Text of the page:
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Edbrazil, you must remember the '87 St. Paul tour stop where Sammy refused to jump on our blue jump. I was your local flunky and was a little shocked when I returned from the scuba shop to find you painting it. A couple of people weren't too pleased, but once it was painted and waxed, what could we say- it was Sammy...
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@Than_Bogan I agree! I hate it when I see a really nice picture of someone making a turn around a yellow ball. I also hate when I pay to go ski somewhere and the turn balls are high or faded (or both) or some of the 55s, entrance gates or boat guide buoys are missing. To me that says "I just don't give a shit," and sets the tone for the entire set. I also hate it when someone uses a gritty paint on the turn balls so that I can cut the heck out of my shins and calves.

Lpskier

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@bojans @Jody_Seal is referring to last year's controversy about some jumps allegedly being constructed to take advantage of the outside limits of the surface deviation rule. The discussion concerned the "fact" that the rule was adopted to allow for jumps that due to age had begun to sag in the middle and no longer could achieve the preferred level surface. The argument went that the rule contemplated that the jumps would start out level and then sag with age, probably more of a concern with wood frame jumps than the steel and aluminum frames. Allegations were made that some jumps were now being constructed with an intentionally cupped surface, creating a kicker at the upper lip of the jump surface and thereby "helping" some or all jumpers using that jump surface on any given day, perhaps to the ranking list or record detriment of those skiers with scores only from flat jump surfaces. So the issue was whether it is allowable to build a new jump that takes advantage deviation parameters.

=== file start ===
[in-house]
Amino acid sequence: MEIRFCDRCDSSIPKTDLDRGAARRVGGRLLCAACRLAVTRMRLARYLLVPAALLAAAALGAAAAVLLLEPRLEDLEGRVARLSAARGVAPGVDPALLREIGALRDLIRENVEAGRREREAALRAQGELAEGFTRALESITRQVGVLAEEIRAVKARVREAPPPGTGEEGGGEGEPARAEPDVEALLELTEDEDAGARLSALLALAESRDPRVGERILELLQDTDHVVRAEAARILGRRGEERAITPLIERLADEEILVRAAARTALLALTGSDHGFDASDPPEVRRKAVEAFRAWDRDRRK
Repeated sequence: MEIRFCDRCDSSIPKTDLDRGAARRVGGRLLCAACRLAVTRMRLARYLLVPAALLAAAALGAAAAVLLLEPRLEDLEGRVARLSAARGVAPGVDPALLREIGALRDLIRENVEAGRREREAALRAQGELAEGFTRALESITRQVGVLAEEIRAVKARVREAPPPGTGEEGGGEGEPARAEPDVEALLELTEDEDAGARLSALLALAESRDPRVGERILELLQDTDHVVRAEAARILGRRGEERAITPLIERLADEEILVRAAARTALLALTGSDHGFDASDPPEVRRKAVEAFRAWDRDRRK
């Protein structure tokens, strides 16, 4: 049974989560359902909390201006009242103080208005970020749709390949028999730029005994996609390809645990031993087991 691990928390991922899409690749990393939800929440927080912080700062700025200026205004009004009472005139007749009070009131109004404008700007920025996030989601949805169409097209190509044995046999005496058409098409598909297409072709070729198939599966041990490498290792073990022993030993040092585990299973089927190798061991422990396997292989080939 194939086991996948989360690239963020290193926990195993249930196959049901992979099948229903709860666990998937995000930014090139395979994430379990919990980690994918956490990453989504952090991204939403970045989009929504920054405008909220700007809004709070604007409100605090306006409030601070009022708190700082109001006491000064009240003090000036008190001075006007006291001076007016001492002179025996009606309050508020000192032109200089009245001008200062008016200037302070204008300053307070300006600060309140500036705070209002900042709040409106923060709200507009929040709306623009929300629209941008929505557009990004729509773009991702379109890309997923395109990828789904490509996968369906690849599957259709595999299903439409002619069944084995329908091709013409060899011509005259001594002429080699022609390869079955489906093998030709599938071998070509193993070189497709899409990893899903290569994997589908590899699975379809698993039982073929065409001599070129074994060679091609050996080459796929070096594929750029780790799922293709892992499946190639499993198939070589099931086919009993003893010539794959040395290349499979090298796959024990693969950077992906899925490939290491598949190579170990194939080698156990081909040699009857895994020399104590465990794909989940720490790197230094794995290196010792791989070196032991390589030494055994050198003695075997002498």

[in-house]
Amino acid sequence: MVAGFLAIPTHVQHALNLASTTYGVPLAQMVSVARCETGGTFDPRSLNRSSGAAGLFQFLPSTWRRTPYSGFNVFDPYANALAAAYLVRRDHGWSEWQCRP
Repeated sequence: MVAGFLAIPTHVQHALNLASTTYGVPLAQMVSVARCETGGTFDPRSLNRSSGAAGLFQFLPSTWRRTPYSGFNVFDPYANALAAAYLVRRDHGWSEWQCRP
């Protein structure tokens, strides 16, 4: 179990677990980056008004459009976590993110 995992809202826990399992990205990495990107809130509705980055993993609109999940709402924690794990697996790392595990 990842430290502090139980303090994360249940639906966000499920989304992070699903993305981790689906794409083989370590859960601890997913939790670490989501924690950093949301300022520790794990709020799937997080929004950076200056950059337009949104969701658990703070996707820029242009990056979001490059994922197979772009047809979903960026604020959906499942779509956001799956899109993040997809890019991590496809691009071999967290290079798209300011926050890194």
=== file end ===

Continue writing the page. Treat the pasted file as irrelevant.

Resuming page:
@ntx Apples and oranges. The dentist in question wasn't using the minimum in-tolerance course width. He was using the mini course outside tolerance width (I know there is no such thing) for his set and regular tolerance for everyone else. If President Obama had been that dentist, maybe he would have referred to the incident as the "Audacity of Hope (ing nobody sees those turn balls moving)."

 

Really the broader question here is whether it is within the rules intentionally to set your course, set your speed control, tie your ropes or build your ramps to the maximum of allowable tolerances for the purpose of enhancing skier performance. I think that in general the answer is "No," but, wearing my skier hat and not my judge's hat, I am in favor of sucking those turn balls down as low as they are allowed to go as a safety precaution.

Lpskier

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@lpskier The rules (at least the World rules) are pretty clear on the question of intentionally using tolerances

1.11: Tolerances

All tolerances are to allow for human error and the intentional use of tolerances by tournament